Olympic flame still burns bright inside Mexico 1968 medallist John Carlos
Olympic boxing may have given the world Muhammad Ali but arguably the most famous fists in Olympic history belong to Tommie Smith and John Carlos.
Sprinters Smith and Carlos won gold and bronze in the 200m final at the Mexico Games in 1968, but it was what they did on the medal podium, rather than on the track, that ensured their place in Olympic history.
As the American national anthem played, the pair bowed their heads and, barefoot and with beads around their necks, held up black-gloved fists, protesting against racism in the United States.
To this day, it remains one of the most startling and frequently reproduced images of Olympic history, but in an exclusive interview with Metro as part of his speaking tour of the United Kingdom to promote his autobiography ‘The John Carlos Story’, Carlos said it was a fairly spontaneous gesture.
‘The plan didn’t come about until after the semi-finals,’ he said.
‘I told Tommie I was disappointed that the [planned] boycott had been called off, and I wanted to make a statement.‘We came together, looked at the items we had, and decided in the moment just before we went out how we were going to use them. ‘We knew we were going to do something and that’s what we came up with.’
The protest was on behalf of the Olympic Project for Human Rights, a group which had initially proposed a boycott of the entire Games, which would have been supported by Dr Martin Luther King.
But that idea fizzled out after Dr King’s murder, and instead fate handed Carlos a chance to make an even more attention-grabbing statement.
Unsurprisingly, the incident – at the first Olympic Games shown around the world in colour – was front page news around the world and, equally unsurprisingly, the athletes soon paid a price as they were thrown out of the athletes’ village and the Games.
‘We had hundreds of microphones in our faces but all that came out was their story not ours,’ he said.
‘I expected some sort of honesty in trying to give an explanation to society, but we only had the right-wing media at the time, no-one giving any opposing point of view.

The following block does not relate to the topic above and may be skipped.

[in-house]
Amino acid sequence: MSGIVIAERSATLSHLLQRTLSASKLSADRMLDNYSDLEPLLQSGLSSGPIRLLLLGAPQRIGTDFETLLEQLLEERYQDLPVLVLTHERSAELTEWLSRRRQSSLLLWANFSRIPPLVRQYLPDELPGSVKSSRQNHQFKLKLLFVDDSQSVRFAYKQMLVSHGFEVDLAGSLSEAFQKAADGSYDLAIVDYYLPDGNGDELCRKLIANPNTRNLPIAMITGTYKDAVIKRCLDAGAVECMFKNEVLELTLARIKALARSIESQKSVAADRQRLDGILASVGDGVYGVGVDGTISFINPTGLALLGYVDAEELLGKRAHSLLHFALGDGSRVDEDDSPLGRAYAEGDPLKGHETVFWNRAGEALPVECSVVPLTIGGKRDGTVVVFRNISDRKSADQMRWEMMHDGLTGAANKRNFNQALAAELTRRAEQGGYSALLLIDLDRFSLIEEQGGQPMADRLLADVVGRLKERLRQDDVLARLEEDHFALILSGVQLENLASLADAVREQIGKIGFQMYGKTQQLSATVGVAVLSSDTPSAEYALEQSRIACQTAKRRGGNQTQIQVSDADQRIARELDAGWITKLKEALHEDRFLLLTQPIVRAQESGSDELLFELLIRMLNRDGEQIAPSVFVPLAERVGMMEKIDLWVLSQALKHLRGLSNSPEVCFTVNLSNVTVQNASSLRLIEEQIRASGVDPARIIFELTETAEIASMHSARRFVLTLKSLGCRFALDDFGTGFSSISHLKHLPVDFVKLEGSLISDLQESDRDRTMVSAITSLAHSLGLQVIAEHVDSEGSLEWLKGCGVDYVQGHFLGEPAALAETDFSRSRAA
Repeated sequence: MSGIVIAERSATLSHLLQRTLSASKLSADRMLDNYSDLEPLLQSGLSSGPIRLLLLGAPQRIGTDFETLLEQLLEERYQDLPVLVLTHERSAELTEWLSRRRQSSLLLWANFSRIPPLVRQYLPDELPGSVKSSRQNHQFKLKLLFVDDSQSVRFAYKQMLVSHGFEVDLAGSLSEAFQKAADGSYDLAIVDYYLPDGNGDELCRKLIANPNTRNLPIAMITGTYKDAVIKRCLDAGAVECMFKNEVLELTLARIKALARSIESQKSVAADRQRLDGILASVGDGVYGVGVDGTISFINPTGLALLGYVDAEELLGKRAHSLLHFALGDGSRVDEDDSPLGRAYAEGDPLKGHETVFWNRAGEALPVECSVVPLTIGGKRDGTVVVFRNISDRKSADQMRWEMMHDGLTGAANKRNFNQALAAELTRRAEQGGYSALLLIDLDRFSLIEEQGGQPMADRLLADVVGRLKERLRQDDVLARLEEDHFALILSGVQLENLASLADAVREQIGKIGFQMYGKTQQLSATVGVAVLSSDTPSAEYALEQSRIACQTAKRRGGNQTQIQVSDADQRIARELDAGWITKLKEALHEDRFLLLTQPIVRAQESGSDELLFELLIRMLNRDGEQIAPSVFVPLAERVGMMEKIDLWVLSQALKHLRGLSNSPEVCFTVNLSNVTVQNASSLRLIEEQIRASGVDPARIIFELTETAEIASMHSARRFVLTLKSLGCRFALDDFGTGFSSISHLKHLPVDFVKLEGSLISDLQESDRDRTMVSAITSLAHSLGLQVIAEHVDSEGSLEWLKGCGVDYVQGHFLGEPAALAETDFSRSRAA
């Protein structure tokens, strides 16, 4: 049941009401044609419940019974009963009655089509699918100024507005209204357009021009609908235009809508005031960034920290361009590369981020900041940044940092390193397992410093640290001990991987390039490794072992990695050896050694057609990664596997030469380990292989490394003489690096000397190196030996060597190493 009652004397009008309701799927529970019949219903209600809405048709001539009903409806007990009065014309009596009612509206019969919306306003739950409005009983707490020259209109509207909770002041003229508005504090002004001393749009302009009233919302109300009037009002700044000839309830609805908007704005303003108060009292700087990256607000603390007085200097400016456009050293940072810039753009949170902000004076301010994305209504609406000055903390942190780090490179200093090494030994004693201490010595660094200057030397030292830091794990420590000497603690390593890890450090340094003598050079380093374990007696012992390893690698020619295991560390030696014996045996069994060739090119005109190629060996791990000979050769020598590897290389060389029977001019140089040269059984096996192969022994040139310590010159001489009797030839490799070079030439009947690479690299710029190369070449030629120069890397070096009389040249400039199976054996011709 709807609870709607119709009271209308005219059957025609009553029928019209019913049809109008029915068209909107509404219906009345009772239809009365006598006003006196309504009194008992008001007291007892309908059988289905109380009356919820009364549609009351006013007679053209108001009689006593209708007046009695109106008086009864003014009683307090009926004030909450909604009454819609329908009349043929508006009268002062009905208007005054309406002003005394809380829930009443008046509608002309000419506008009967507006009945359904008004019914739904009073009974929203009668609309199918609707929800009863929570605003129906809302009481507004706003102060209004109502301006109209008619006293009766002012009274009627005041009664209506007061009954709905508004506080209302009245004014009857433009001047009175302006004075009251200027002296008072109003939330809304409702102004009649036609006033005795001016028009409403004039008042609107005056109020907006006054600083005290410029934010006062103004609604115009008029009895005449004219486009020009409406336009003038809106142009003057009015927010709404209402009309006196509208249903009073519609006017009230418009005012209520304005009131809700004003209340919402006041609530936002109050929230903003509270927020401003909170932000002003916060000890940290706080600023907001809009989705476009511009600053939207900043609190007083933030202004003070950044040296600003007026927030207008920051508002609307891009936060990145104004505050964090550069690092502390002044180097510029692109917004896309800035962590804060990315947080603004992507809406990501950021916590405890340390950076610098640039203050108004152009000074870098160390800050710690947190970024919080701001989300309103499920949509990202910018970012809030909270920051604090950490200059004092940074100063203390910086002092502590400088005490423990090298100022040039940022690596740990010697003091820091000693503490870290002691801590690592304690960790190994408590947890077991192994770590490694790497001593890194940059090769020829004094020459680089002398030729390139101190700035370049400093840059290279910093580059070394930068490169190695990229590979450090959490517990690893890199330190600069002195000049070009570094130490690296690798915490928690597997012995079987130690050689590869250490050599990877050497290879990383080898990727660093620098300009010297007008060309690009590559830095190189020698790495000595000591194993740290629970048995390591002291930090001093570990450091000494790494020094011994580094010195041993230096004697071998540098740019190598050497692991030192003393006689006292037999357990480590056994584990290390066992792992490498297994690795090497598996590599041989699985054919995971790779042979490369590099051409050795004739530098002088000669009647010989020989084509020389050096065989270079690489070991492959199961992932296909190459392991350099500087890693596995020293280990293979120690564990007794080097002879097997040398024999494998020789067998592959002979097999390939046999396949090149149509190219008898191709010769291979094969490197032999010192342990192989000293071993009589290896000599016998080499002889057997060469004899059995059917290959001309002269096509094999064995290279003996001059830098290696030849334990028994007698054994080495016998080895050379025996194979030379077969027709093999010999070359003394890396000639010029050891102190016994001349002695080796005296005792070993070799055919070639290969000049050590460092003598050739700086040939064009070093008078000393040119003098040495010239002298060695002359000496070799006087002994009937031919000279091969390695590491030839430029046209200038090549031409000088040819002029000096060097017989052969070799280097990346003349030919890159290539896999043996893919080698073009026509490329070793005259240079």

‘My medal doesn’t have that much value to me but the important thing is that it got me on to the victory stand to do what we wanted to do.’
Aged just 23 and as one of the fastest men in the world, it may appear that Carlos was throwing away his future – but he vigorously denies the suggestion.
‘What future? What future did a black man have in America then? We had none – you could count the number of successful black people on one hand.’
Smith and Carlos were not the only ones to pay a price for their actions that day.
Australian silver medallist Peter Norman wore a badge of support for their protest and was made to suffer when he returned home, being ostracised and even excluded from any role in the Sydney Olympics in 2000.
Salute, a film made by Norman’s nephew Matthew Norman telling the story of what happened to him after the Games, is being released in British cinemas on July 6.
When he died in 2006, Smith and Carlos were pall bearers at the funeral, and Carlos seems almost more angry at the way Norman was treated than about what happened to him.
‘He had a huge role – he had tremendous conviction for humanity,’ said Carlos.
‘He didn’t raise his fist or disrespect his own or any other country, he went to the Olympics and did his job, to be the best he could be.‘I asked him if he believed in human rights, he said ‘of course’, so he wore a OPHR button – is that something which means you should ridicule someone or drive them to drink or a nervous breakdown?
‘All he did was stand on the victory stand and have acclaim for humanity.’
As with Norman, life after Mexico has not been easy for Carlos, featuring career-ending injury, marital breakdown, the suicide of his wife and financial problems, but he has spent the last 30 years working in education and remains as politically active and motivated as ever – and has never once regretted the actions that he took 42 years ago.
‘Most people in sport when they die, three weeks later their stuff is buried and they’re never mentioned,’ he said.
‘You can ask the average person who won the 100m in Mexico and they won’t be able to tell you, but they know who we are because of what we did.
‘I’ve been recognised as a great athlete in terms of being gifted and excelling in my sport but what would I be standing for if I’d not done what I did?
‘I’d be a champion but people would say ‘he won a medal, he was the fastest – but what did he do with it, did he do anything else?’‘I’ve still got the fire inside, I’m wiser than I was back then, but in terms of my commitment and resolve to make the world a better place, I’m just the same as I was 44 years ago.
‘The greatest thing in terms of sorrow and hurt was losing my wife or my kids enduring things at school because of who their dad was, but my wife would have had to die a thousand times and my kids suffer far more [for him to have regrets] because what I did in Mexico was far greater than my life or their life or anyone else’s life.
‘The sacrifice my kids had to make in school was necessary because of the attention it brought to the plight of the human race – it was all worth it without a doubt. I wouldn’t take anything back or add nothing to it.’
The John Carlos Story is published by Haymarket books, and distributed in the UK by Turnaround. Dates for his British speaking tour can be found at Haymarketbooks.org
Salute is released at selected cinemas from July 6